RepresentWomen is committed to researching and identifying the best practices for increasing women’s representation in politics, drawing from evidence around the world. Part of this work leads us to track parliamentary elections and compare regional outcomes closely. We then identify the common trends impacting women’s representation, informing our U.S.-based work. This particular brief brings attention to how election rules and voting systems shape opportunities for women to enter politics within the Oceania region.
The Oceania region has some of the lowest numbers regarding women's political representation, demonstrating a need for the region’s countries to adopt systems strategies as a means to achieve gender-balanced governance. On average, women's representation in the Oceania region in lower houses of parliament is 20%, lower than the global average of 27%.
The majority of countries in Oceania fare poorly in terms of women’s representation – Vanuatu and Papua New Guinea have under two percent women in their government – but the region also contains New Zealand, one of the strongest countries regarding women's representation globally. New Zealand is the only country in the region with both proportional representation (PR) and gender quotas.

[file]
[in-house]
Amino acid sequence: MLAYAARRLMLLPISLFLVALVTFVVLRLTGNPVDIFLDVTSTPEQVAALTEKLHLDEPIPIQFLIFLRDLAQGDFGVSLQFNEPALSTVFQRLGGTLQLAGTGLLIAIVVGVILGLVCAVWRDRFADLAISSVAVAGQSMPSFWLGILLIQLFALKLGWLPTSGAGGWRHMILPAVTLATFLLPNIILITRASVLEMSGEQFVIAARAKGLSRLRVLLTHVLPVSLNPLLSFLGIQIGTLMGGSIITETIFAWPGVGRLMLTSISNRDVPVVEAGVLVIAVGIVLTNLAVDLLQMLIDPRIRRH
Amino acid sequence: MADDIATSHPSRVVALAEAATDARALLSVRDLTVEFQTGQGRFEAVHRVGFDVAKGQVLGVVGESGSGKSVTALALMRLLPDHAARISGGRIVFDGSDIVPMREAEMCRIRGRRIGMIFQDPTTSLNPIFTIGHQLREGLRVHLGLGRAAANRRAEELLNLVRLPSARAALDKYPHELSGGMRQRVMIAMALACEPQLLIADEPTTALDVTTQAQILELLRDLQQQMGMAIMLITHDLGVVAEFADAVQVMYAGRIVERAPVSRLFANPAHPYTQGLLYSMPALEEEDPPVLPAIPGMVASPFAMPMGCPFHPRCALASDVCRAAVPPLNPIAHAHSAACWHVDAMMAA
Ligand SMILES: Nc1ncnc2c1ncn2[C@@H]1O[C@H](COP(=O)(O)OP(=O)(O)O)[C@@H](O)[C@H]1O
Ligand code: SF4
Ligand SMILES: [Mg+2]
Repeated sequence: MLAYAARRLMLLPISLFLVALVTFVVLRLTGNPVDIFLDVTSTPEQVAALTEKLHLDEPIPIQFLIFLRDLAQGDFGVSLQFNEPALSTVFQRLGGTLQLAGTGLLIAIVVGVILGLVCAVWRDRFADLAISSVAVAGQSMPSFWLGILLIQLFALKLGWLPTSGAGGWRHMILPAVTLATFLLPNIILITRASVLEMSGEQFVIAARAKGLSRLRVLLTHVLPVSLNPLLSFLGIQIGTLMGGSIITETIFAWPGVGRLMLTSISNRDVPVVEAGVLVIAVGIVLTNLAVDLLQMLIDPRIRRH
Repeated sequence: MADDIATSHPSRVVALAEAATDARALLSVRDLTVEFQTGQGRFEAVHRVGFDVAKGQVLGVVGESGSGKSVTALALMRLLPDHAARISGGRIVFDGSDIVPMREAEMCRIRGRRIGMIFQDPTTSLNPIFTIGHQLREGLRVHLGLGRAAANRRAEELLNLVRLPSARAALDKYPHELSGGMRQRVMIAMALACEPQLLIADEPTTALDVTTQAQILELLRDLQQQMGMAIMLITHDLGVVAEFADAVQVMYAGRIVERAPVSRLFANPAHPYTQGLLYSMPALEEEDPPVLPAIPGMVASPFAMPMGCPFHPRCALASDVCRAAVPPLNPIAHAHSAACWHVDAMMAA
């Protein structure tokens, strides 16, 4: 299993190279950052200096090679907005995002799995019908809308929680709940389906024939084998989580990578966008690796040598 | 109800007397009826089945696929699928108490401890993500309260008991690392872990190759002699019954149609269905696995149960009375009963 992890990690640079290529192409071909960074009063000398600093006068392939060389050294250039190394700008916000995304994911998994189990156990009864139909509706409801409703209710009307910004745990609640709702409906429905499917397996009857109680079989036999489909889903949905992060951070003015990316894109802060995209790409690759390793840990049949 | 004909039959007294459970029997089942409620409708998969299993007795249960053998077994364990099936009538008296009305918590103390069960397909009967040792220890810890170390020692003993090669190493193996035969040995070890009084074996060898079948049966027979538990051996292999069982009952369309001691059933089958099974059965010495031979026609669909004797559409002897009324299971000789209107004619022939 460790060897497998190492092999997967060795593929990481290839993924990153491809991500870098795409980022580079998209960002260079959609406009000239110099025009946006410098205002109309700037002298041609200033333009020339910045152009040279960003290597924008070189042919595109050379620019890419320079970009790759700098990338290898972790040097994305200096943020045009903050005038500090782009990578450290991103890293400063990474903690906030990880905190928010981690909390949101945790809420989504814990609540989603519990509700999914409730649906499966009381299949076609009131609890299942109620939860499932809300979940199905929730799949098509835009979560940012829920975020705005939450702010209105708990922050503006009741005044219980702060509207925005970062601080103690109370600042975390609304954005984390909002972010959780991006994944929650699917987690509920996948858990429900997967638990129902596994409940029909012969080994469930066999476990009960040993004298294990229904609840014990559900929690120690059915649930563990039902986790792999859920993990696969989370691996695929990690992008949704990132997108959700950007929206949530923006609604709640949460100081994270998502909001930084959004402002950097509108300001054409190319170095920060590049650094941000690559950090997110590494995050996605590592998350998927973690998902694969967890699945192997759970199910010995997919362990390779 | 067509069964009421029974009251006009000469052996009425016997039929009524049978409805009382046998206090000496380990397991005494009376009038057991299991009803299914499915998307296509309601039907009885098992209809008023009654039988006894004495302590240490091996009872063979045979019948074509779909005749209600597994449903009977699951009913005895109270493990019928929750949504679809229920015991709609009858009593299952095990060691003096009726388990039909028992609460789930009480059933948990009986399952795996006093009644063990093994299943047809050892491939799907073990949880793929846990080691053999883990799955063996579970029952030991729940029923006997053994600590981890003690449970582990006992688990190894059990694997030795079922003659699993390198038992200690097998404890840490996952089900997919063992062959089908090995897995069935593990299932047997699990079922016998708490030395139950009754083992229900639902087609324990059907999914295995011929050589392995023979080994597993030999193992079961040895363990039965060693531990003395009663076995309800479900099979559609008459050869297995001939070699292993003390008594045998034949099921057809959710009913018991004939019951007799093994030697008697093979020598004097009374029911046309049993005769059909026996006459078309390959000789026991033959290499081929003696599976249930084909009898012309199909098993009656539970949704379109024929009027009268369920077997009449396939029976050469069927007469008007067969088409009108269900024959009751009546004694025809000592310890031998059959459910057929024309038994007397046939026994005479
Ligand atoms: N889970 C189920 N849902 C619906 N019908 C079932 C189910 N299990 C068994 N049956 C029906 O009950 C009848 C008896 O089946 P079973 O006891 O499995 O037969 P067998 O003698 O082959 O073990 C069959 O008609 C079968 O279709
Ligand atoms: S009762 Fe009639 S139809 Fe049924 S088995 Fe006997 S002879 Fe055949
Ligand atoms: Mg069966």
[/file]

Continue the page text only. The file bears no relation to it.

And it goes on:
Across Oceania’s 14 countries – Australia, Fiji, Kiribati, Marshall Islands, Micronesia, Nauru, New Zealand, Palau, Papua New Guinea, Samoa, Solomon Islands, Tonga, Tuvalu, and Vanuatu – women’s representation varies immensely. These differences show that systems strategies such as proportional representation and gender quotas are not just vital to ensuring women’s equal political representation but are most influential when implemented simultaneously.
In short, we find that:
- Countries with proportional voting systems (PR) have the highest levels of women’s representation; PR creates opportunities, removes barriers for women to enter politics, and ensures representation for multiple minority constituencies in the same election.
- Gender quotas are most effective when combined with PR voting systems. Countries that have quotas but use winner-take-all systems have significantly lower levels of women’s representation. New Zealand, which has reached political parity across all levels of government, shows this.
- Strategies that advance women’s representation in the legislature have a ripple effect on other branches of government. Countries that use proportional voting systems, have gender quotas, or combine the two see the highest levels of women’s cabinet representation. This is shown in Australia, Fiji, New Zealand, and Samoa.